NASA Astrophysics Data System (ADS)

    Wu, C. K.; Wang, D. Q.; Bajcsy, R. K...

    1983-10-01

    A method of acquiring spatial data of a real object via a stereometric system is presented. Three-dimensional (3-D) data of an object are acquired by: (1) camera calibration; (2) stereo matching; (3) multiple stereo views covering the whole object; (4) geometrical computations to determine the 3-D coordinates for each sample point of the object. The analysis and the experimental results indicate the method implemented is capable of measuring the spatial data of a real object with satisfactory accuracy.

  17. Surgical management of stage 2 adult acquired flatfoot.

    PubMed

    Maker, Jared M; Cottom, James M

    2014-07-01

    Adult acquired flatfoot deformity is a progressive disorder with multiple symptoms and degrees of deformity. Stage II adult acquired flatfoot can be divided into stage IIA and IIB based on severity of deformity. Surgical procedures should be chosen based on severity as well as location of the flatfoot deformity. Care must be taken not to overcorrect the flatfoot deformity so as to decrease the possibility of lateral column overload as well as stiffness. PMID:24980928

  18. Adult-Onset Acquired Partial Lipodystrophy Accompanied by Rheumatoid Arthritis

    PubMed Central

    Muto, Yusuke; Fujimura, Taku; Kakizaki, Aya; Tsuchiyama, Kenichiro; Kusakari, Yoshiyuki; Aiba, Setsuya

    2015-01-01

    Lipodystrophy is a group of metabolic disorders, possibly caused by autoimmune disease. In this report, we describe a case of adult-onset acquired partial lipodystrophy accompanied by rheumatoid arthritis without a family history. Interestingly, immunohistochemical staining revealed dense infiltration of IL-27-producing cells as well as MMP-7-and MMP-28-expressing cells, both of which have been reported to facilitate the development of autoimmune disease. Our present case might suggest possible mechanisms for acquired partial lipodystrophy. PMID:26034476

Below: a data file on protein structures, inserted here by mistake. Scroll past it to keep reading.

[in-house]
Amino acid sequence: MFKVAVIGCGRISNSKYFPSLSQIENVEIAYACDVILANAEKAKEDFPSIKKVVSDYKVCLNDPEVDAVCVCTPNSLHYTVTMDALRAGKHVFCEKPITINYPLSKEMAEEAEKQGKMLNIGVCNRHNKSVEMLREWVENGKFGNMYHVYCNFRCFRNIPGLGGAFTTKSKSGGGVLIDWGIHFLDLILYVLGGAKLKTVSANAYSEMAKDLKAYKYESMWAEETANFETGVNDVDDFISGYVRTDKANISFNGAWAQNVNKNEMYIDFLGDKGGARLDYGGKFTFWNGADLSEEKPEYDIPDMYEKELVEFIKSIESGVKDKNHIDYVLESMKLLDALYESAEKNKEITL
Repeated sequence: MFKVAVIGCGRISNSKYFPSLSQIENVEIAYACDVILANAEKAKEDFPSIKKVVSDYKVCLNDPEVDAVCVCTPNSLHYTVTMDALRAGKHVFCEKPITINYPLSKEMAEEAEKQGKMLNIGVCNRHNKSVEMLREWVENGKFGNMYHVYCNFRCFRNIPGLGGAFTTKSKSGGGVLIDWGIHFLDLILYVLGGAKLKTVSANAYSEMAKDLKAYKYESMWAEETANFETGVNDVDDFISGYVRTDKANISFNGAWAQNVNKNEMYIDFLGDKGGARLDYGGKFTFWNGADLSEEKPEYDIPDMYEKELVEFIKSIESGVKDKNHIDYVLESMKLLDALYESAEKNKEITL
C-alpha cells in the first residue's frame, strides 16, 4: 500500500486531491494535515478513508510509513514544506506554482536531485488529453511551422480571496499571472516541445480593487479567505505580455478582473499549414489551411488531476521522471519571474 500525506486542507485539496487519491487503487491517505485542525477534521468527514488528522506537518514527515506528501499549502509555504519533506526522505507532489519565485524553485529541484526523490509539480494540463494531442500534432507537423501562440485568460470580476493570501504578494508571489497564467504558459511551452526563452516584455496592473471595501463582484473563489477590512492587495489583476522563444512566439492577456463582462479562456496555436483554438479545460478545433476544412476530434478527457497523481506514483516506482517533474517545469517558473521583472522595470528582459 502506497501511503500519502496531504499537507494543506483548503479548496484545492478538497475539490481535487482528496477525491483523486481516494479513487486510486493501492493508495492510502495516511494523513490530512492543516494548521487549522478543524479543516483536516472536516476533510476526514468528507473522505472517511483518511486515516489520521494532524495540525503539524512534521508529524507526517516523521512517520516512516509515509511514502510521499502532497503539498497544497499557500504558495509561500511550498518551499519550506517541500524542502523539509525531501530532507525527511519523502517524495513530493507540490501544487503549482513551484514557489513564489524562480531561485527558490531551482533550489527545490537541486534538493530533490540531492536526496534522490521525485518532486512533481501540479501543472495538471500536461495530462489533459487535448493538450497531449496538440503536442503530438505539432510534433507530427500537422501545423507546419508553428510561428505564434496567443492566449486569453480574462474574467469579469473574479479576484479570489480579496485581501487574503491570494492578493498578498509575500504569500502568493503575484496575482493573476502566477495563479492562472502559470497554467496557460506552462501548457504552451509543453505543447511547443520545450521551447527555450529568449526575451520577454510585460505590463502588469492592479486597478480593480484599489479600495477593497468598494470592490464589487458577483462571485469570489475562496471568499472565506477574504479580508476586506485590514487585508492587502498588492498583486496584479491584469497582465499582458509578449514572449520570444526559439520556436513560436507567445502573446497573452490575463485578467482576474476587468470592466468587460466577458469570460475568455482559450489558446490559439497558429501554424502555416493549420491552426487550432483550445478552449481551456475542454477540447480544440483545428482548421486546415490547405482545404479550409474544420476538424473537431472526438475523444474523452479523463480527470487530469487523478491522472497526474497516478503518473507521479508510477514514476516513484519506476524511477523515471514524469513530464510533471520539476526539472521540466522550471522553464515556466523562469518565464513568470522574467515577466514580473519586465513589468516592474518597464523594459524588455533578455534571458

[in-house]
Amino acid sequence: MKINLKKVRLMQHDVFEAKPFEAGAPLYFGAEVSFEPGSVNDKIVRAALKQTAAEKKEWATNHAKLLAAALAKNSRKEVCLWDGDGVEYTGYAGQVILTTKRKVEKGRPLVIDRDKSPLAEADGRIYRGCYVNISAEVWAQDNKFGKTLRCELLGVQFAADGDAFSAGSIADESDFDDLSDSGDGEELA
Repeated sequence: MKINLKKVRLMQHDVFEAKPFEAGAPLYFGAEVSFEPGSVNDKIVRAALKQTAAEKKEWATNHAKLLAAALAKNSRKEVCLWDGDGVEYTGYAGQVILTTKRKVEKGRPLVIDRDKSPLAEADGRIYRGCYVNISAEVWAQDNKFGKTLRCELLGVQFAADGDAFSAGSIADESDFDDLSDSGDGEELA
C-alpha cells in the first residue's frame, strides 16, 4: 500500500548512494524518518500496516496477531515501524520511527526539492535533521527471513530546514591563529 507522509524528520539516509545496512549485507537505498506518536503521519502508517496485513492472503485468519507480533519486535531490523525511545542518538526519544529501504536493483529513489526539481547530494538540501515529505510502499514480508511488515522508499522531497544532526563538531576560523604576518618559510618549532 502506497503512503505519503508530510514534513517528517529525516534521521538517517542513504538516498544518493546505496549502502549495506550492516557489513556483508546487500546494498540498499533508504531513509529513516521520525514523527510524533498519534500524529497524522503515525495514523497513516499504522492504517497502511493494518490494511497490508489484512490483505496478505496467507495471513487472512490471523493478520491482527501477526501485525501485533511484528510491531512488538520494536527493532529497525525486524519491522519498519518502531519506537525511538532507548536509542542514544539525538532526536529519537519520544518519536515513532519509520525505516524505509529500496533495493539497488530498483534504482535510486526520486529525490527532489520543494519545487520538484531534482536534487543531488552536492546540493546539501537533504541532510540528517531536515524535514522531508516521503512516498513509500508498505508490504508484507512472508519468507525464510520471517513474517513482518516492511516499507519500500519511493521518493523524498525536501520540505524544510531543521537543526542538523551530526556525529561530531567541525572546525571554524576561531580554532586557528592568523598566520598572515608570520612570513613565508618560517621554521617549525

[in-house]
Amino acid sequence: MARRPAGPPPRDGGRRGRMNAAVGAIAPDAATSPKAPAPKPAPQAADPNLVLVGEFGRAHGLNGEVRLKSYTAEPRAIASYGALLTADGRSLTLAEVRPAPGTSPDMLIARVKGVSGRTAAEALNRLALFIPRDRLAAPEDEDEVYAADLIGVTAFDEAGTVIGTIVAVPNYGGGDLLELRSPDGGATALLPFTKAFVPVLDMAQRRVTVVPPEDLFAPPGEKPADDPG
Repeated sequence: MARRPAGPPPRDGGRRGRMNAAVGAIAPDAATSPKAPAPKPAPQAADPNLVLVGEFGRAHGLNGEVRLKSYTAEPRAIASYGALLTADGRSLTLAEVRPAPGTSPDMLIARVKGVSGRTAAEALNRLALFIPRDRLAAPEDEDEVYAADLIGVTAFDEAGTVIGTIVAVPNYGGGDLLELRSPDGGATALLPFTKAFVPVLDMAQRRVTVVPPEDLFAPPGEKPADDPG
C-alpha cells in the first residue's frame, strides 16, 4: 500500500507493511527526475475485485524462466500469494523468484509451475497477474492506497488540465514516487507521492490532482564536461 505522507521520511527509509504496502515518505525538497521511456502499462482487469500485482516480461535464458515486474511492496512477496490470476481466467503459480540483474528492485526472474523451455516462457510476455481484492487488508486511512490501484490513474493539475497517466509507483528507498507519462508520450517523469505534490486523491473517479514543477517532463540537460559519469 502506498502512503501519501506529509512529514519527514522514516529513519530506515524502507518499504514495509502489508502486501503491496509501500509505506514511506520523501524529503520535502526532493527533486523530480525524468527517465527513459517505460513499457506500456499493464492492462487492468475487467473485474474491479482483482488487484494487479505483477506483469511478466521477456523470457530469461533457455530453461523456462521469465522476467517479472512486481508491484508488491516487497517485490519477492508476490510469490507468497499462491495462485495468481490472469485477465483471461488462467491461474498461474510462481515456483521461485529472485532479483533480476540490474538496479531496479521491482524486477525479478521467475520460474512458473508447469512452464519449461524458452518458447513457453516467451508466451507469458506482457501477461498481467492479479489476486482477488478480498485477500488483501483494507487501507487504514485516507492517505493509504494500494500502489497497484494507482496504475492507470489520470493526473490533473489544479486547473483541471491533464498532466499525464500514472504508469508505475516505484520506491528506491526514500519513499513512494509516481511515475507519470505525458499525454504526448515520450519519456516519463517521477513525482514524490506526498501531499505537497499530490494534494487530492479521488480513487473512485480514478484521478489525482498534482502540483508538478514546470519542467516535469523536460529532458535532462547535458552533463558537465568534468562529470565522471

19. 14 CFR 27.1401 - Anticollision light system.

    Code of Federal Regulations, 2010 CFR

    2010-01-01

    ... 14 Aeronautics and Space 1 2010-01-01 2010-01-01 false Anticollision light system. 27.1401 Section... AIRWORTHINESS STANDARDS: NORMAL CATEGORY ROTORCRAFT Equipment Lights § 27.1401 Anticollision light system. (a... light system that— (1) Consists of one or more approved anticollision lights located so that...

  20. 14 CFR 27.1401 - Anticollision light system.

    Code of Federal Regulations, 2011 CFR

    2011-01-01

    ... 14 Aeronautics and Space 1 2011-01-01 2011-01-01 false Anticollision light system. 27.1401 Section... AIRWORTHINESS STANDARDS: NORMAL CATEGORY ROTORCRAFT Equipment Lights § 27.1401 Anticollision light system. (a... light system that— (1) Consists of one or more approved anticollision lights located so that...

  1. 14 CFR 29.1401 - Anticollision light system.

    Code of Federal Regulations, 2010 CFR

    2010-01-01

    ... 14 Aeronautics and Space 1 2010-01-01 2010-01-01 false Anticollision light system. 29.1401 Section... AIRWORTHINESS STANDARDS: TRANSPORT CATEGORY ROTORCRAFT Equipment Lights § 29.1401 Anticollision light system. (a... light system that— (1) Consists of one or more approved anticollision lights located so that...

  2. 14 CFR 29.1401 - Anticollision light system.

    Code of Federal Regulations, 2011 CFR

    2011-01-01

    ... 14 Aeronautics and Space 1 2011-01-01 2011-01-01 false Anticollision light system. 29.1401 Section... AIRWORTHINESS STANDARDS: TRANSPORT CATEGORY ROTORCRAFT Equipment Lights § 29.1401 Anticollision light system. (a... light system that— (1) Consists of one or more approved anticollision lights located so that...

  3. 14 CFR 29.1401 - Anticollision light system.

    Code of Federal Regulations, 2014 CFR

    2014-01-01

    ... 14 Aeronautics and Space 1 2014-01-01 2014-01-01 false Anticollision light system. 29.1401 Section... AIRWORTHINESS STANDARDS: TRANSPORT CATEGORY ROTORCRAFT Equipment Lights § 29.1401 Anticollision light system. (a... light system that— (1) Consists of one or more approved anticollision lights located so that...

  4. 14 CFR 27.1401 - Anticollision light system.

    Code of Federal Regulations, 2014 CFR

    2014-01-01

    ... 14 Aeronautics and Space 1 2014-01-01 2014-01-01 false Anticollision light system. 27.1401 Section... AIRWORTHINESS STANDARDS: NORMAL CATEGORY ROTORCRAFT Equipment Lights § 27.1401 Anticollision light system. (a... light system that— (1) Consists of one or more approved anticollision lights located so that...

  5. 14 CFR 27.1401 - Anticollision light system.

    Code of Federal Regulations, 2012 CFR

    2012-01-01

    ... 14 Aeronautics and Space 1 2012-01-01 2012-01-01 false Anticollision light system. 27.1401 Section... AIRWORTHINESS STANDARDS: NORMAL CATEGORY ROTORCRAFT Equipment Lights § 27.1401 Anticollision light system. (a... light system that— (1) Consists of one or more approved anticollision lights located so that...

  6. Radiometric consistency in source specifications for lithography

    NASA Astrophysics Data System (ADS)

    Rosenbluth, Alan E.; Tirapu Azpiroz, Jaione; Lai, Kafai; Tian, Kehan; Melville, David O. S.; Totzeck, Michael; Blahnik, Vladan; Koolen, Armand; Flagello, Donis

    2008-03-01